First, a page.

Energies 2020, 13, 983 14 of 18 Energies 2020, 13, x FOR PEER REVIEW 14 of 19

adsads Figure 9.9. Mole fraction ofof ethanolethanol inin thethe adsorbedadsorbed phasephasex x22 calculatedcalculated with ideal adsorbed solution theorytheory (IAST)(IAST) andand multicomponentmulticomponent potentialpotential theorytheory ofof adsorptionadsorption (MPTA)(MPTA) methodsmethods vs.vs. thethe initialinitial

overall molemole fractionfraction ofof ethanolethanol zz22.

Another aspect of the the discrepancy discrepancy between between the the two two methods methods could could be be attributed attributed to tothe the fitting ﬁtting of ofthe the adsorption adsorption isotherms. isotherms. In Inboth both cases, cases, the the si singlengle fluid ﬂuid adsorption adsorption isotherms isotherms were were taken from regressedregressed valuesvalues of of studies studies found found in literature. in literature. However, However, while forwhile the MPTAfor the the MPTA available the adsorption available dataadsorption for ethanol data andfor ethanol ammonia and were ammonia successfully were succe regressed,ssfully respectively, regressed, respectively, by Brancato by et al.Brancato [30] and et Tamainot-Teltoal. [30] and Tamainot-Telto et al. [31] using et the al. Dubinin–Astakhov [31] using the Dubinin–Astakhov model, the dual-site model, Langmuir the dual-site model parameters Langmuir usedmodel for parameters the IAST were used newly for the ﬁtted IAST in this were study newly from fitted data in extrapolated this study by from regressed data extrapolated isotherms. This by meansregressed that isotherms. even if the This quality means of thethat ﬁtting even if of the the quality sources of is the reliable, fitting it of is the not sources as accurate is reliable, as a ﬁtting it is fromnot as original accurate data. as a fitting from original data.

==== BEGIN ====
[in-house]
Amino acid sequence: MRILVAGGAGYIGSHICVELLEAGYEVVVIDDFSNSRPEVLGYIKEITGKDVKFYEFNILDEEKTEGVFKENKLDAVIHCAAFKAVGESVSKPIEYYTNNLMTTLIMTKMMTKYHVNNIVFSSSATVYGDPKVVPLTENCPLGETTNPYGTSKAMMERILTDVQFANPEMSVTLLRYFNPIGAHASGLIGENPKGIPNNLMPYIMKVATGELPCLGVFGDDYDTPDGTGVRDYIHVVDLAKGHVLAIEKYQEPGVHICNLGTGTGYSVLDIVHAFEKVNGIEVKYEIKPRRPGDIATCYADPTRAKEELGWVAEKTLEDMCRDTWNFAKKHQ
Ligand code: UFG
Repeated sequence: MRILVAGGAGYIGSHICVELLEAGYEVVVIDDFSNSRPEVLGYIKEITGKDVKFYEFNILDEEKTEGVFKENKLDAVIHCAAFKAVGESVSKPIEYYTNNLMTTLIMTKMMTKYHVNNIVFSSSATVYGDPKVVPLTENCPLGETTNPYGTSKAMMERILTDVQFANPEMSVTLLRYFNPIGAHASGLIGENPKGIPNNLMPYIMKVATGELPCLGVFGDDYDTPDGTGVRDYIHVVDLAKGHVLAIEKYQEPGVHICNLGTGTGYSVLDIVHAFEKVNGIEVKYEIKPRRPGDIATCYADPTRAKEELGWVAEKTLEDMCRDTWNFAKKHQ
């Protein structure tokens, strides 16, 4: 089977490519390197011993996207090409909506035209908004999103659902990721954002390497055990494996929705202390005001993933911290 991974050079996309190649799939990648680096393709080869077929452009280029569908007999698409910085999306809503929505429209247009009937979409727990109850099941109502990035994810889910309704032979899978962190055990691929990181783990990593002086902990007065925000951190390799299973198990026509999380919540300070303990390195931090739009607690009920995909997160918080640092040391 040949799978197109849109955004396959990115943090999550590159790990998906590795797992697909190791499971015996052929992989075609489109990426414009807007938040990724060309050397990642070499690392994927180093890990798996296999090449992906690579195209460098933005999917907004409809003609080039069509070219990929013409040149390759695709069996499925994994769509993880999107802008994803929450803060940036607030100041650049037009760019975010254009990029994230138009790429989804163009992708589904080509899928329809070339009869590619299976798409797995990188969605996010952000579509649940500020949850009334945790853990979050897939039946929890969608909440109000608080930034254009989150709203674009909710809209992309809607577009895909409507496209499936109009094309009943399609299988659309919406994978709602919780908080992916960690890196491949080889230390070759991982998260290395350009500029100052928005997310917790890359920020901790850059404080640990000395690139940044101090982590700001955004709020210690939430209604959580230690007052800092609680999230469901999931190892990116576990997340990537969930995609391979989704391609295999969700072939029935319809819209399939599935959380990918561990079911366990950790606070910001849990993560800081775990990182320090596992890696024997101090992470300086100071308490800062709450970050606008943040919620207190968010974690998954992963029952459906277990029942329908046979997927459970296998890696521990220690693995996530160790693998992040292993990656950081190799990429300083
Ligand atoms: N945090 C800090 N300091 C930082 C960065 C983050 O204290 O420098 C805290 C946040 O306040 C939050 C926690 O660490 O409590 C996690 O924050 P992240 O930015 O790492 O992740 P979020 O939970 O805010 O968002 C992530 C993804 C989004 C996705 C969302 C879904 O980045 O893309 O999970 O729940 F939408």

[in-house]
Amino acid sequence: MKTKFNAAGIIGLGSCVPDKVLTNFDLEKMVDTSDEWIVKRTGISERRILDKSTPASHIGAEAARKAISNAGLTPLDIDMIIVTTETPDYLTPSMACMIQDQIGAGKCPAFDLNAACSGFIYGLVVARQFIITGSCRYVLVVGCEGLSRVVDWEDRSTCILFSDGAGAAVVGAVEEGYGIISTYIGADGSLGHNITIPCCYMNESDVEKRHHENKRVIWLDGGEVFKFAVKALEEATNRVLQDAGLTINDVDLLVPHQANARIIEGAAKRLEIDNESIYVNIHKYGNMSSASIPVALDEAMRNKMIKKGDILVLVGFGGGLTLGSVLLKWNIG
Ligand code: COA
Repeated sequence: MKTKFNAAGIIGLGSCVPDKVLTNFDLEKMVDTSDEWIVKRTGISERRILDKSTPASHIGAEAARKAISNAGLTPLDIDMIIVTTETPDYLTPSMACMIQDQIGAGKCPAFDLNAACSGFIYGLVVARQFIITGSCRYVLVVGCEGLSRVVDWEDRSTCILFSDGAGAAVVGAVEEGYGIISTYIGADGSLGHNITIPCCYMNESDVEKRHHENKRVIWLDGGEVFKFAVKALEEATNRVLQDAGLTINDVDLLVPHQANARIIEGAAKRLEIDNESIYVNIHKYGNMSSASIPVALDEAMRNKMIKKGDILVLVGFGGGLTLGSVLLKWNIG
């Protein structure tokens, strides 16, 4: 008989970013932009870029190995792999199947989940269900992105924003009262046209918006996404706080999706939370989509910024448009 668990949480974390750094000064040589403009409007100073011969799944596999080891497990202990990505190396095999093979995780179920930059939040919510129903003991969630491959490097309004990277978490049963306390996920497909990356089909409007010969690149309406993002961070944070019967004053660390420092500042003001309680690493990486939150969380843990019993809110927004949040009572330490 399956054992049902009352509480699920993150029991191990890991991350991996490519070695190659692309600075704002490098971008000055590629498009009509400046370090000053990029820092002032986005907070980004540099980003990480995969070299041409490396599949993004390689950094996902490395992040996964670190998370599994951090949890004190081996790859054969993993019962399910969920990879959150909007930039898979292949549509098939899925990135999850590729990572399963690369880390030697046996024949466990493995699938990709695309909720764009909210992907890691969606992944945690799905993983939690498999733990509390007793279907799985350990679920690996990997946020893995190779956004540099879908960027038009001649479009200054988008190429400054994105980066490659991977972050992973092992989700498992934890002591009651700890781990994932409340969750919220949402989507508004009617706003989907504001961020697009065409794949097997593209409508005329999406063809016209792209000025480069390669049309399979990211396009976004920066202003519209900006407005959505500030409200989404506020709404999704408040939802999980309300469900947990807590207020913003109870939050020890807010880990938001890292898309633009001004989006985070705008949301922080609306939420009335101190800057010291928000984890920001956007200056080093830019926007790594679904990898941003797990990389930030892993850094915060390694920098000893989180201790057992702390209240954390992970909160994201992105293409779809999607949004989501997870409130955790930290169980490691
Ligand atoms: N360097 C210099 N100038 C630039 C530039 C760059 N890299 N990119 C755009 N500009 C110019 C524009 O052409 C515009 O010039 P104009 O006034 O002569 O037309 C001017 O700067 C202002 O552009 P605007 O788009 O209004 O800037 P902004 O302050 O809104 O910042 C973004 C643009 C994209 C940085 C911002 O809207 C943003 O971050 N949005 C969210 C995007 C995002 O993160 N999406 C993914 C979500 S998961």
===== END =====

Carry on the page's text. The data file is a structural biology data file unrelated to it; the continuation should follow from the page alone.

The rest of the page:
4. Conclusion Adsorption thermalthermal compression compression is an is emerging an emerging technology, technology, which is currentlywhich is under currently development under asdevelopment a more sustainable as a more and sustainable environmentally and environmen friendly refrigerationtally friendly system refrigeration and for system the next and long-term for the aerospacenext long-term applications. aerospace Conventional applications. Conventional adsorption refrigerators adsorption workrefrigerators with pure work ﬂuids, with whichpure fluids, limit thewhich operating limit the pressure operating to valuespressure considerably to values consid belowerably or above below atmospheric or above atmospheric pressure, thus pressure, exhibiting thus economicexhibiting and economic safety concerns.and safety The concerns. outcomes The ofoutcom the thermodynamices of the thermodynamic analysis of analysis this work of conﬁrmed this work theconfirmed correctness the ofcorrectness the insight of that the itinsight is possible that toit adjustis possible the operating to adjust pressuresthe operating of the pressures system varying of the thesystem composition varying the of a composition refrigerant mixture. of a refrigerant The full mixture. refrigeration The cyclefull refrigeration was simulated cycle in detailwas simulated focusing onin detail the three focusing main on connections the three main involving connections the adsorption involving bed, the adsorption the evaporator, bed, the and evaporator, the condenser. and Phasethe condenser. equilibria Phase were solvedequilibria by isothermal-isochoricwere solved by isothermal-isochoric ﬂash calculations flash using calculations the PRSV equation using the of statePRSV to equation describe of the state vapor to anddescribe liquid the phases vapor and an thed liquid IAST phases and the and MPTA the toIAST describe and the adsorbedMPTA to phase.describe An the optimal adsorbed operating phase. An pressure optimal range operating slightly pressure above 1range atm slightly in both above the evaporator 1 atm in both and thethe condenserevaporator was and identiﬁed the condenser for an initialwas identified mole fraction for an of ethanolinitial mole in the fraction range ofof 0.70–0.75. ethanol in With the therange same of composition0.70–0.75. With range, the same COPs composit of the thermodynamicion range, COPs cycles of the werethermodynamic calculated. cycles For the were ammonia calculated./ethanol For mixture,the ammonia/ethanol a decrease of performancemixture, a decrease was observed of performance compared was to systemsobserved using compared pure ﬂuids to systems mainly using due thepure magnitude fluids mainly of residual due the enthalpies. magnitude of residual enthalpies. Adsorption equilibria were further assessed comparing the predictionspredictions of thethe adsorbedadsorbed phasephase compositioncomposition from thethe idealideal adsorbedadsorbed solutionsolution theorytheory withwith thethe multicomponentmulticomponent potentialpotential theorytheory ofof adsorption. BothBoth methodsmethods showedshowed similar similar trends trends and and comparable comparable results results with with a maximuma maximum deviation deviation of aroundof around 3% in3% the in ethanolthe ethanol mole mole fraction. fraction. Oﬀering Offering a higher a higher degree ofdegree freedom, of freedom, the appropriate the appropriate selection